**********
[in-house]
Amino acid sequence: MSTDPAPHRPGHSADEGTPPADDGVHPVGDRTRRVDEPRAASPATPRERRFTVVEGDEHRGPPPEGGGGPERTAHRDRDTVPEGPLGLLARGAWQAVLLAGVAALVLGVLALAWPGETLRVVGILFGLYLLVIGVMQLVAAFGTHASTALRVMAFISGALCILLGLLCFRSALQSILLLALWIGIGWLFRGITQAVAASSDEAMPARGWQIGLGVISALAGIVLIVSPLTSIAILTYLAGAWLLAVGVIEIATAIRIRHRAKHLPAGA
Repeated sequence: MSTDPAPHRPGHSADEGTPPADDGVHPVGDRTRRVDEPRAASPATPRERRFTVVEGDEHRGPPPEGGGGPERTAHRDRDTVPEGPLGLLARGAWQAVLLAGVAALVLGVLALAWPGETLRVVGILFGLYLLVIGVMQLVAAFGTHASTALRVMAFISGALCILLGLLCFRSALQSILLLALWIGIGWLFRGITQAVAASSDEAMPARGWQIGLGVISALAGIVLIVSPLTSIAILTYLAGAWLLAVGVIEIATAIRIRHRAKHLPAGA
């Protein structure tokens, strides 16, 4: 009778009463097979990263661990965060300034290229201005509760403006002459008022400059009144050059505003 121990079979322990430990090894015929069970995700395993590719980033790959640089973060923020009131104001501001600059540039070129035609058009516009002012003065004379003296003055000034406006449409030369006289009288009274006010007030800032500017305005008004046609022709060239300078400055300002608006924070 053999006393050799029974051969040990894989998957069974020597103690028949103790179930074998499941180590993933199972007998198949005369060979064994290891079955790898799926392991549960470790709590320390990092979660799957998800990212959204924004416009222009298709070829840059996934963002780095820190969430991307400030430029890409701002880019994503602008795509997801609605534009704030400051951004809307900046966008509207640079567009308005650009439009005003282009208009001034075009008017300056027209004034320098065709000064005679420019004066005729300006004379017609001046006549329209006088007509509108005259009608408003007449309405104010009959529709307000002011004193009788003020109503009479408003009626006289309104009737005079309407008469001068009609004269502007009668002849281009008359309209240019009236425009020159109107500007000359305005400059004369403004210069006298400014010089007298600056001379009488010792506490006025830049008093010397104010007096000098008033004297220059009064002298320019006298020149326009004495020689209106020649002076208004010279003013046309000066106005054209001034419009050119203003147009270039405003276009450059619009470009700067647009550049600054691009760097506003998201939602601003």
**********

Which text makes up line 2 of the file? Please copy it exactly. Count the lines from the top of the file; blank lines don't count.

Amino acid sequence: MSTDPAPHRPGHSADEGTPPADDGVHPVGDRTRRVDEPRAASPATPRERRFTVVEGDEHRGPPPEGGGGPERTAHRDRDTVPEGPLGLLARGAWQAVLLAGVAALVLGVLALAWPGETLRVVGILFGLYLLVIGVMQLVAAFGTHASTALRVMAFISGALCILLGLLCFRSALQSILLLALWIGIGWLFRGITQAVAASSDEAMPARGWQIGLGVISALAGIVLIVSPLTSIAILTYLAGAWLLAVGVIEIATAIRIRHRAKHLPAGA